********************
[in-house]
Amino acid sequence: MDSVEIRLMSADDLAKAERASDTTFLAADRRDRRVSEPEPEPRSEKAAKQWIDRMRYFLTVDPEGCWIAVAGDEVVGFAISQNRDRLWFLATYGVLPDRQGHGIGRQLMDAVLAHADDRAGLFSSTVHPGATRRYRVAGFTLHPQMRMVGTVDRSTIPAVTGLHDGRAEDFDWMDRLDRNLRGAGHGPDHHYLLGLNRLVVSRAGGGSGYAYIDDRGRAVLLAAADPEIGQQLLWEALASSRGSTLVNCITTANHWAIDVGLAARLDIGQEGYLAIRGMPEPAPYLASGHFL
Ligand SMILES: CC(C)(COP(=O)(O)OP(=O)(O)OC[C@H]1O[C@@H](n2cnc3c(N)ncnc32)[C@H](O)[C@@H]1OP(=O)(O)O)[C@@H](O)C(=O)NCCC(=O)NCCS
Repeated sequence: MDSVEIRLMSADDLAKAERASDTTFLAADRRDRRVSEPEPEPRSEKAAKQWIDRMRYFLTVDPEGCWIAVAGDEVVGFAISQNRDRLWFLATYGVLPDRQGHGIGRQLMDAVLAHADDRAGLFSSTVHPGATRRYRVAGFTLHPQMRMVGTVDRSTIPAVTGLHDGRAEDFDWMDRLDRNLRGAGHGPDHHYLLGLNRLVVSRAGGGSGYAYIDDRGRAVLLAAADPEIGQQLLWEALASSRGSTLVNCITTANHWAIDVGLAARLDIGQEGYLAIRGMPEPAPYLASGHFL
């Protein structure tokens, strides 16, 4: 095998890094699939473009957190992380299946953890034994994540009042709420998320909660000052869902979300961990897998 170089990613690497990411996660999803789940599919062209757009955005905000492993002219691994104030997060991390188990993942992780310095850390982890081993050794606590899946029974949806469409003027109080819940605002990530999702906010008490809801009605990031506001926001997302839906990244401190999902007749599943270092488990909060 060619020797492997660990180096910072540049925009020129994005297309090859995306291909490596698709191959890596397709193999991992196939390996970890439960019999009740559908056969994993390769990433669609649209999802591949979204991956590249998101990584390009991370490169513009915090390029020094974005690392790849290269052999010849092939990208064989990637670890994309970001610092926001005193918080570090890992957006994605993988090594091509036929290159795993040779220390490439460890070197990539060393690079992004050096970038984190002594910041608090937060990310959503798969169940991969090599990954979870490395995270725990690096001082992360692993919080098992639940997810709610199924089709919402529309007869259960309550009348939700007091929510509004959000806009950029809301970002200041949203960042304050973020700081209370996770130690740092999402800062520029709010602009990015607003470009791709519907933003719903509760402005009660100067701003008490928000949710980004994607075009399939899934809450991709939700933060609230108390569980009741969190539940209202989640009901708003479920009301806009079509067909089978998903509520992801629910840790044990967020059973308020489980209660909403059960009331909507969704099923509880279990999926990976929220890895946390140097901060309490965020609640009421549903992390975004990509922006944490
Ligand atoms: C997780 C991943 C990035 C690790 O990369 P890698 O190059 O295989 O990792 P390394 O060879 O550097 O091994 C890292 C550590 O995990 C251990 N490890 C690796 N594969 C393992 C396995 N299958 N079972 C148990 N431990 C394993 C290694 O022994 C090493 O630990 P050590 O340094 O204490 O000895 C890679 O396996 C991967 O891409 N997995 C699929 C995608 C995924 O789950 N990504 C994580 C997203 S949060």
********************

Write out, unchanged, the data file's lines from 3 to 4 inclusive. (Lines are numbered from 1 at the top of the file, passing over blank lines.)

Ligand SMILES: CC(C)(COP(=O)(O)OP(=O)(O)OC[C@H]1O[C@@H](n2cnc3c(N)ncnc32)[C@H](O)[C@@H]1OP(=O)(O)O)[C@@H](O)C(=O)NCCC(=O)NCCS
Repeated sequence: MDSVEIRLMSADDLAKAERASDTTFLAADRRDRRVSEPEPEPRSEKAAKQWIDRMRYFLTVDPEGCWIAVAGDEVVGFAISQNRDRLWFLATYGVLPDRQGHGIGRQLMDAVLAHADDRAGLFSSTVHPGATRRYRVAGFTLHPQMRMVGTVDRSTIPAVTGLHDGRAEDFDWMDRLDRNLRGAGHGPDHHYLLGLNRLVVSRAGGGSGYAYIDDRGRAVLLAAADPEIGQQLLWEALASSRGSTLVNCITTANHWAIDVGLAARLDIGQEGYLAIRGMPEPAPYLASGHFL